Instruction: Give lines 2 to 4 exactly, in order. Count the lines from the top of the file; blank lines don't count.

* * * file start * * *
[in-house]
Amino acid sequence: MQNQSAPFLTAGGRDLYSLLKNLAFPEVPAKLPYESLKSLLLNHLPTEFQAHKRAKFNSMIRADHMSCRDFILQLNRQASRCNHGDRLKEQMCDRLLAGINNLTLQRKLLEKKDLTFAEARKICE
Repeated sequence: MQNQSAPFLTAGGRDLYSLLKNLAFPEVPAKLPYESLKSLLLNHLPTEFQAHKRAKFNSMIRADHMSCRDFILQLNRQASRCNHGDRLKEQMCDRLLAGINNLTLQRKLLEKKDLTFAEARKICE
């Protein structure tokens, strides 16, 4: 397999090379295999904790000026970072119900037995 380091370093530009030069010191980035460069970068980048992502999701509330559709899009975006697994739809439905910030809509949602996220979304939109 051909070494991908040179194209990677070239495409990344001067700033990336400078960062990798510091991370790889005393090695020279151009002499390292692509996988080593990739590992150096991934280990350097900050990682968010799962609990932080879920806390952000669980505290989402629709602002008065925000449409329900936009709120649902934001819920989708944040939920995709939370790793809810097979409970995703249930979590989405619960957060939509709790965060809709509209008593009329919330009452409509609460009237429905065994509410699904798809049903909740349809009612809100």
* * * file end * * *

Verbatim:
Amino acid sequence: MQNQSAPFLTAGGRDLYSLLKNLAFPEVPAKLPYESLKSLLLNHLPTEFQAHKRAKFNSMIRADHMSCRDFILQLNRQASRCNHGDRLKEQMCDRLLAGINNLTLQRKLLEKKDLTFAEARKICE
Repeated sequence: MQNQSAPFLTAGGRDLYSLLKNLAFPEVPAKLPYESLKSLLLNHLPTEFQAHKRAKFNSMIRADHMSCRDFILQLNRQASRCNHGDRLKEQMCDRLLAGINNLTLQRKLLEKKDLTFAEARKICE
């Protein structure tokens, strides 16, 4: 397999090379295999904790000026970072119900037995 380091370093530009030069010191980035460069970068980048992502999701509330559709899009975006697994739809439905910030809509949602996220979304939109 051909070494991908040179194209990677070239495409990344001067700033990336400078960062990798510091991370790889005393090695020279151009002499390292692509996988080593990739590992150096991934280990350097900050990682968010799962609990932080879920806390952000669980505290989402629709602002008065925000449409329900936009709120649902934001819920989708944040939920995709939370790793809810097979409970995703249930979590989405619960957060939509709790965060809709509209008593009329919330009452409509609460009237429905065994509410699904798809049903909740349809009612809100």